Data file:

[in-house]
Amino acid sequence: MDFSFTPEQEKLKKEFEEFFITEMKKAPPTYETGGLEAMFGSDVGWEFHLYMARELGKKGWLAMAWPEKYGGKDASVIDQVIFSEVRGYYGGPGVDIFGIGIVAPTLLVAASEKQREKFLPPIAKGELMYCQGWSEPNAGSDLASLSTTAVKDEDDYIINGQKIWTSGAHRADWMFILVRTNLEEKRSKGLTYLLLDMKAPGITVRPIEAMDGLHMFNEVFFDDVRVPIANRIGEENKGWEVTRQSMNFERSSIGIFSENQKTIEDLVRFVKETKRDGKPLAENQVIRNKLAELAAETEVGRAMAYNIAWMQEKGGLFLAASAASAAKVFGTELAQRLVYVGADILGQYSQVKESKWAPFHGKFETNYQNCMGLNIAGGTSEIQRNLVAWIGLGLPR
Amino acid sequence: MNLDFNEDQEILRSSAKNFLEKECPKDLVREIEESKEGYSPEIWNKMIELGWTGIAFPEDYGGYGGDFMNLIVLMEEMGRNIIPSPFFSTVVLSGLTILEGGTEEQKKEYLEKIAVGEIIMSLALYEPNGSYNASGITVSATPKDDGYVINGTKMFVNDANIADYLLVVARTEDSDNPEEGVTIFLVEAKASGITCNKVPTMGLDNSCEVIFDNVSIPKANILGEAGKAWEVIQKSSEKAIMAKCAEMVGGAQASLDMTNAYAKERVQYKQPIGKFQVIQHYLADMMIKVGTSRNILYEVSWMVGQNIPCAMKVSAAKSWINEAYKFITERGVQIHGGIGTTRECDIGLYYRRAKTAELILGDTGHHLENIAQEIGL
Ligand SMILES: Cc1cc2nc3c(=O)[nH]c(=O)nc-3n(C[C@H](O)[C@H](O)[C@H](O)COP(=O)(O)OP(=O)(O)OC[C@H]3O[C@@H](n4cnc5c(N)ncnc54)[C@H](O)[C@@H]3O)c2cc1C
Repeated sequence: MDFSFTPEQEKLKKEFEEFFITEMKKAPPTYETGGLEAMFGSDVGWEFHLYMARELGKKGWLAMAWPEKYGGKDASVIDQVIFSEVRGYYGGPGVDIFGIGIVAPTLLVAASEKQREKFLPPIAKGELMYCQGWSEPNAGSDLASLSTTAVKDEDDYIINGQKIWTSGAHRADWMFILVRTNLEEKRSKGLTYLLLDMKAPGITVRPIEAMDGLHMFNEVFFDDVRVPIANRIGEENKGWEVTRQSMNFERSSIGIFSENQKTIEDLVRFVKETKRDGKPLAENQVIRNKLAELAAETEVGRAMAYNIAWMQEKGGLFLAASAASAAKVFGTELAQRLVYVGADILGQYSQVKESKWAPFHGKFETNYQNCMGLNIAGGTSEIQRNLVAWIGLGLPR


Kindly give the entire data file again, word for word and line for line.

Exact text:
[in-house]
Amino acid sequence: MDFSFTPEQEKLKKEFEEFFITEMKKAPPTYETGGLEAMFGSDVGWEFHLYMARELGKKGWLAMAWPEKYGGKDASVIDQVIFSEVRGYYGGPGVDIFGIGIVAPTLLVAASEKQREKFLPPIAKGELMYCQGWSEPNAGSDLASLSTTAVKDEDDYIINGQKIWTSGAHRADWMFILVRTNLEEKRSKGLTYLLLDMKAPGITVRPIEAMDGLHMFNEVFFDDVRVPIANRIGEENKGWEVTRQSMNFERSSIGIFSENQKTIEDLVRFVKETKRDGKPLAENQVIRNKLAELAAETEVGRAMAYNIAWMQEKGGLFLAASAASAAKVFGTELAQRLVYVGADILGQYSQVKESKWAPFHGKFETNYQNCMGLNIAGGTSEIQRNLVAWIGLGLPR
Amino acid sequence: MNLDFNEDQEILRSSAKNFLEKECPKDLVREIEESKEGYSPEIWNKMIELGWTGIAFPEDYGGYGGDFMNLIVLMEEMGRNIIPSPFFSTVVLSGLTILEGGTEEQKKEYLEKIAVGEIIMSLALYEPNGSYNASGITVSATPKDDGYVINGTKMFVNDANIADYLLVVARTEDSDNPEEGVTIFLVEAKASGITCNKVPTMGLDNSCEVIFDNVSIPKANILGEAGKAWEVIQKSSEKAIMAKCAEMVGGAQASLDMTNAYAKERVQYKQPIGKFQVIQHYLADMMIKVGTSRNILYEVSWMVGQNIPCAMKVSAAKSWINEAYKFITERGVQIHGGIGTTRECDIGLYYRRAKTAELILGDTGHHLENIAQEIGL
Ligand SMILES: Cc1cc2nc3c(=O)[nH]c(=O)nc-3n(C[C@H](O)[C@H](O)[C@H](O)COP(=O)(O)OP(=O)(O)OC[C@H]3O[C@@H](n4cnc5c(N)ncnc54)[C@H](O)[C@@H]3O)c2cc1C
Repeated sequence: MDFSFTPEQEKLKKEFEEFFITEMKKAPPTYETGGLEAMFGSDVGWEFHLYMARELGKKGWLAMAWPEKYGGKDASVIDQVIFSEVRGYYGGPGVDIFGIGIVAPTLLVAASEKQREKFLPPIAKGELMYCQGWSEPNAGSDLASLSTTAVKDEDDYIINGQKIWTSGAHRADWMFILVRTNLEEKRSKGLTYLLLDMKAPGITVRPIEAMDGLHMFNEVFFDDVRVPIANRIGEENKGWEVTRQSMNFERSSIGIFSENQKTIEDLVRFVKETKRDGKPLAENQVIRNKLAELAAETEVGRAMAYNIAWMQEKGGLFLAASAASAAKVFGTELAQRLVYVGADILGQYSQVKESKWAPFHGKFETNYQNCMGLNIAGGTSEIQRNLVAWIGLGLPR